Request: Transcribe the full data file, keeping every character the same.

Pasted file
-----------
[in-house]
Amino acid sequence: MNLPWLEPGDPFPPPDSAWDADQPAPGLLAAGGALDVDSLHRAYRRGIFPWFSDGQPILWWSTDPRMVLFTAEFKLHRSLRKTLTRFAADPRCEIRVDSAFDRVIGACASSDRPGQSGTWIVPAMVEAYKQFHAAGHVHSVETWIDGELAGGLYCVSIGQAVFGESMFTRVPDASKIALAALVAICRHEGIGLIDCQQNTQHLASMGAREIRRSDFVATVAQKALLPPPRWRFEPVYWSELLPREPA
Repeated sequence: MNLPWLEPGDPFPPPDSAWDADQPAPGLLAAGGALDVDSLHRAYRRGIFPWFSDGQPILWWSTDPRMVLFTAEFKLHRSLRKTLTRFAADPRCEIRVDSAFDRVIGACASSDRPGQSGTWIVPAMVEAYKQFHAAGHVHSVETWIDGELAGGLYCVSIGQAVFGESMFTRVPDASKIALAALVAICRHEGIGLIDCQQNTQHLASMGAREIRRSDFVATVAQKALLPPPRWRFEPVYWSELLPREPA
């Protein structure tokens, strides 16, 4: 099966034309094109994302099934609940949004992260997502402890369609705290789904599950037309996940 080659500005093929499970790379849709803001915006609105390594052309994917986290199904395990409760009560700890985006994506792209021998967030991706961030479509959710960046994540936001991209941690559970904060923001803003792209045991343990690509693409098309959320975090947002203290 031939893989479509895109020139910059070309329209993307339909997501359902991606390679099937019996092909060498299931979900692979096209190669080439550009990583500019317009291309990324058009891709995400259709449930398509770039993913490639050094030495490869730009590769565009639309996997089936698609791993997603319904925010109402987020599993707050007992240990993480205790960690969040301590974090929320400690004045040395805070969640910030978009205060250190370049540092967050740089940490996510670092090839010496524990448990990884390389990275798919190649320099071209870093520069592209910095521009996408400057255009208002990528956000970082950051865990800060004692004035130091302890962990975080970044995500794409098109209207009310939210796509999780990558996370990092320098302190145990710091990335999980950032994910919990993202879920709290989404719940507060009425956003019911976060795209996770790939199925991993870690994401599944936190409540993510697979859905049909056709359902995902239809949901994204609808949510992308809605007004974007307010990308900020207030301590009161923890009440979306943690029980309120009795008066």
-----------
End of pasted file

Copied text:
[in-house]
Amino acid sequence: MNLPWLEPGDPFPPPDSAWDADQPAPGLLAAGGALDVDSLHRAYRRGIFPWFSDGQPILWWSTDPRMVLFTAEFKLHRSLRKTLTRFAADPRCEIRVDSAFDRVIGACASSDRPGQSGTWIVPAMVEAYKQFHAAGHVHSVETWIDGELAGGLYCVSIGQAVFGESMFTRVPDASKIALAALVAICRHEGIGLIDCQQNTQHLASMGAREIRRSDFVATVAQKALLPPPRWRFEPVYWSELLPREPA
Repeated sequence: MNLPWLEPGDPFPPPDSAWDADQPAPGLLAAGGALDVDSLHRAYRRGIFPWFSDGQPILWWSTDPRMVLFTAEFKLHRSLRKTLTRFAADPRCEIRVDSAFDRVIGACASSDRPGQSGTWIVPAMVEAYKQFHAAGHVHSVETWIDGELAGGLYCVSIGQAVFGESMFTRVPDASKIALAALVAICRHEGIGLIDCQQNTQHLASMGAREIRRSDFVATVAQKALLPPPRWRFEPVYWSELLPREPA
């Protein structure tokens, strides 16, 4: 099966034309094109994302099934609940949004992260997502402890369609705290789904599950037309996940 080659500005093929499970790379849709803001915006609105390594052309994917986290199904395990409760009560700890985006994506792209021998967030991706961030479509959710960046994540936001991209941690559970904060923001803003792209045991343990690509693409098309959320975090947002203290 031939893989479509895109020139910059070309329209993307339909997501359902991606390679099937019996092909060498299931979900692979096209190669080439550009990583500019317009291309990324058009891709995400259709449930398509770039993913490639050094030495490869730009590769565009639309996997089936698609791993997603319904925010109402987020599993707050007992240990993480205790960690969040301590974090929320400690004045040395805070969640910030978009205060250190370049540092967050740089940490996510670092090839010496524990448990990884390389990275798919190649320099071209870093520069592209910095521009996408400057255009208002990528956000970082950051865990800060004692004035130091302890962990975080970044995500794409098109209207009310939210796509999780990558996370990092320098302190145990710091990335999980950032994910919990993202879920709290989404719940507060009425956003019911976060795209996770790939199925991993870690994401599944936190409540993510697979859905049909056709359902995902239809949901994204609808949510992308809605007004974007307010990308900020207030301590009161923890009440979306943690029980309120009795008066």